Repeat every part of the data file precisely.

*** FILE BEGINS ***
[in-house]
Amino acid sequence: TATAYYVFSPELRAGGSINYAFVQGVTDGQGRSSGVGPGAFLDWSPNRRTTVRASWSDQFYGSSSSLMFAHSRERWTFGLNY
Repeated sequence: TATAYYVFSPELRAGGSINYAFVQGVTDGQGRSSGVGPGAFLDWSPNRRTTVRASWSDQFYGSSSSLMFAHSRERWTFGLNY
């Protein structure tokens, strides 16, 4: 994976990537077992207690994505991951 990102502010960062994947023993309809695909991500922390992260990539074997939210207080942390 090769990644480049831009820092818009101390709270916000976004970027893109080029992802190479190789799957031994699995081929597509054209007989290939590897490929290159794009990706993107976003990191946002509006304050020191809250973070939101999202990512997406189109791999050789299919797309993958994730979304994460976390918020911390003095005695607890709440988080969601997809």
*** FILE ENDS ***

[in-house]
Amino acid sequence: TATAYYVFSPELRAGGSINYAFVQGVTDGQGRSSGVGPGAFLDWSPNRRTTVRASWSDQFYGSSSSLMFAHSRERWTFGLNY
Repeated sequence: TATAYYVFSPELRAGGSINYAFVQGVTDGQGRSSGVGPGAFLDWSPNRRTTVRASWSDQFYGSSSSLMFAHSRERWTFGLNY
């Protein structure tokens, strides 16, 4: 994976990537077992207690994505991951 990102502010960062994947023993309809695909991500922390992260990539074997939210207080942390 090769990644480049831009820092818009101390709270916000976004970027893109080029992802190479190789799957031994699995081929597509054209007989290939590897490929290159794009990706993107976003990191946002509006304050020191809250973070939101999202990512997406189109791999050789299919797309993958994730979304994460976390918020911390003095005695607890709440988080969601997809």